Contributed by Daniel Muller, a Jewish believer and the General Director of New Covenant Forum.

Posted in Biblical Interpretation, Daniel Muller, Following God, Jewish Objections to Jesus, Jewish Tradition, Messiah, Messiah in the Tanach, Talmud vs. Tanakh, The Bible, Things Doctrinal and Theological | No Comments »

The Bible at its Word

August 23rd, 2013

“For I am not ashamed of the gospel, for it is the power of God for salvation to everyone who believes, to the Jew first and also to the Greek [Gentile].” (Romans 1:16)

If a person believes in Jesus as proclaimed in the B’rit Hadashah (New Testament), that person can then read the Tanakh (Hebrew Scriptures or Old Testament) at its word.  The two parts of the Bible are seen to be complimentary, cohesive, consistent and correct.  The Word of God, taken at its word, then becomes a testimony to its own miraculous existence and, consequently, to the glory of God: to His wonderful plans, promises and faithfulness.

If a person will not believe in Jesus as presented in the B’rit Hadashah, then one must read into the Tanakh in order to make it work (as the sages and rabbis have done).  Then the Hebrew Scriptures cannot be taken at its word: they are seen to be confusing and, in many places, untrue.  The Word of God becomes full of contradiction and inconsistencies that testify to its being not of God but of humanity and, therefore, mundane – no different than any other religious book proclaiming truth.  The Scriptures then contain no or, at best, questionable testimony to the truth of God.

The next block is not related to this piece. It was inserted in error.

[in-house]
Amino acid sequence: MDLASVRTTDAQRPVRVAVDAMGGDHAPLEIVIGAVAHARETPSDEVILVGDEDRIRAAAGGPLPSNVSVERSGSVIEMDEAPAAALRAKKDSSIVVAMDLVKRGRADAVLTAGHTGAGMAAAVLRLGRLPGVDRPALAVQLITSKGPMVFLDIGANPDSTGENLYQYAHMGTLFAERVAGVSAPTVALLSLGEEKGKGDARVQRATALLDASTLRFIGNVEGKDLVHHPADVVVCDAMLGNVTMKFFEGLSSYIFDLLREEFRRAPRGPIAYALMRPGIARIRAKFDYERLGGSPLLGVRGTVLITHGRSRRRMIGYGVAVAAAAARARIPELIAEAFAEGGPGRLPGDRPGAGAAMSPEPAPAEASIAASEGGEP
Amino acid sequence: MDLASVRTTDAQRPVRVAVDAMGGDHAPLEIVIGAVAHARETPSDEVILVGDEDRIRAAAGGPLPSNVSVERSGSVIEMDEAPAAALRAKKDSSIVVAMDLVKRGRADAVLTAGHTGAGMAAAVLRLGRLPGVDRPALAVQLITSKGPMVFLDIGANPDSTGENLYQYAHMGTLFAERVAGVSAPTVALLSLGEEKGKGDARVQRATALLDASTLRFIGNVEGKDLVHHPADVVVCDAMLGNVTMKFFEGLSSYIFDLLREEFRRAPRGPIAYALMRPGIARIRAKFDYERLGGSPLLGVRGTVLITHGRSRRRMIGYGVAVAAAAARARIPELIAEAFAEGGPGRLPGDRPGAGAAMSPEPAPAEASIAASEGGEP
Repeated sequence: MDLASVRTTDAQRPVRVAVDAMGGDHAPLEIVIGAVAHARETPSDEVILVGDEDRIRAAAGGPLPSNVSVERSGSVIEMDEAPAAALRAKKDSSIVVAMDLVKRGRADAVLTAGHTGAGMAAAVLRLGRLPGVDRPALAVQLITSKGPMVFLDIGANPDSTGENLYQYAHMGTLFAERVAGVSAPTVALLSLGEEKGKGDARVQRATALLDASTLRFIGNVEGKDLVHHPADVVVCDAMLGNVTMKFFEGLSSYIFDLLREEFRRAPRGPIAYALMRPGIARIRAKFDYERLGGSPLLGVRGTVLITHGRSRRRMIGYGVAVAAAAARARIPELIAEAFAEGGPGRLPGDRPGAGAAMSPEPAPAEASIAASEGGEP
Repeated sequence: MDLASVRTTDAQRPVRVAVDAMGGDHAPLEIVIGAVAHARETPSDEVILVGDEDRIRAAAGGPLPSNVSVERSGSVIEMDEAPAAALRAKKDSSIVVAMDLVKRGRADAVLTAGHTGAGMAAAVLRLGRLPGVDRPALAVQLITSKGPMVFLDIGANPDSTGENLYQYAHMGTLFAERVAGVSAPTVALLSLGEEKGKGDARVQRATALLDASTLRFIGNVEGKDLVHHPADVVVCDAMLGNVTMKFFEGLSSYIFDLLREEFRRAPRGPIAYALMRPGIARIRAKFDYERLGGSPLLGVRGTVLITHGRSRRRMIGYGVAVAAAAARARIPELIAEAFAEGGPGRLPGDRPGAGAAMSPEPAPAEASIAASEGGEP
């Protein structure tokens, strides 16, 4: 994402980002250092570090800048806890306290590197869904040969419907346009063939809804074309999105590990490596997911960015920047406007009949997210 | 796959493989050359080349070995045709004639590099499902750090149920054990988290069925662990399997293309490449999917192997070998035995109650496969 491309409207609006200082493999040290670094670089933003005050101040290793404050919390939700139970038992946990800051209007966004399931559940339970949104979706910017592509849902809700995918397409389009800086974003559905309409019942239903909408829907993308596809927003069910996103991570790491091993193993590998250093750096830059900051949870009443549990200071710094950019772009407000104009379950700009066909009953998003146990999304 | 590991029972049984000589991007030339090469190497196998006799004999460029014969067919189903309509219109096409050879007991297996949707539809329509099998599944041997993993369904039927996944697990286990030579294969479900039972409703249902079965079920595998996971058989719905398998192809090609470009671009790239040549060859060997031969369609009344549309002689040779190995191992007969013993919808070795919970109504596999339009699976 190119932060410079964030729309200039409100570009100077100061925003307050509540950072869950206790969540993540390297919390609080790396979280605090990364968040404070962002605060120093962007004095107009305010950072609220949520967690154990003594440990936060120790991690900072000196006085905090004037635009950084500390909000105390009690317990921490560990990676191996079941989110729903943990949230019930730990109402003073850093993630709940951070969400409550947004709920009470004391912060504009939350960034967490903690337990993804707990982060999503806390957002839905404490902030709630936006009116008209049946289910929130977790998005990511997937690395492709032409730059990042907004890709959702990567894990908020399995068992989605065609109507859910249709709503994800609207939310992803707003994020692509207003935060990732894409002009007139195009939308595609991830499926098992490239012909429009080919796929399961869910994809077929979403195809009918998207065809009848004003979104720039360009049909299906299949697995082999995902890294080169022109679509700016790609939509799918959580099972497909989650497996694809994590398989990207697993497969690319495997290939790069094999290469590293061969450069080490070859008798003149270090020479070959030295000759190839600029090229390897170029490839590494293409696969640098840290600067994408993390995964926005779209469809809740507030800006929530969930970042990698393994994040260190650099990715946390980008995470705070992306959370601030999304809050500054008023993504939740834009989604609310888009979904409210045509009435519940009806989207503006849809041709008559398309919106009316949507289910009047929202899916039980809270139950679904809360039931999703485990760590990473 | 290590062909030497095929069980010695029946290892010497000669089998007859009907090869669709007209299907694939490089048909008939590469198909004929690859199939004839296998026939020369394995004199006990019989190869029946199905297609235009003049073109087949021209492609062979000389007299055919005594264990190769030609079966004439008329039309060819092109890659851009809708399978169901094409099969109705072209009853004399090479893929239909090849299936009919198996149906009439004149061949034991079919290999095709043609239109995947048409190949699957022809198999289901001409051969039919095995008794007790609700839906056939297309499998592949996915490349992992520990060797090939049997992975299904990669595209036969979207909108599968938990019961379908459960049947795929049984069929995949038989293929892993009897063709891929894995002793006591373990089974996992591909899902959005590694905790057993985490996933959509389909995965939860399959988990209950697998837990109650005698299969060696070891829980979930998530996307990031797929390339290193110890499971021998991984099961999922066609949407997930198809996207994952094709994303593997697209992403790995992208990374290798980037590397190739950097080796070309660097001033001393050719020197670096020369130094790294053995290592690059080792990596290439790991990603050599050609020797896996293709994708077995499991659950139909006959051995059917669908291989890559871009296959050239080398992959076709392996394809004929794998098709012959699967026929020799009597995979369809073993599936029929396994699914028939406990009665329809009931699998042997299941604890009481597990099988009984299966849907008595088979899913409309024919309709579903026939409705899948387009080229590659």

It would seem to me that the existence of the miracle trumps the assumption of the mundane.  That is why I know that the whole Bible from Genesis to Revelation is true and can be taken at its word.

“For in it [the Gospel] the righteousness of God is revealed from faith for faith, as it is written, ‘The righteous shall live by faith.’” (Romans 1:17)

Contributed by Daniel Muller, a Jewish believer and the General Director of New Covenant Forum.

Posted in Biblical Interpretation, Daniel Muller, Knowing God, Some Words and Thoughts, The Bible | No Comments »

Still a Jew … and more!

April 20th, 2013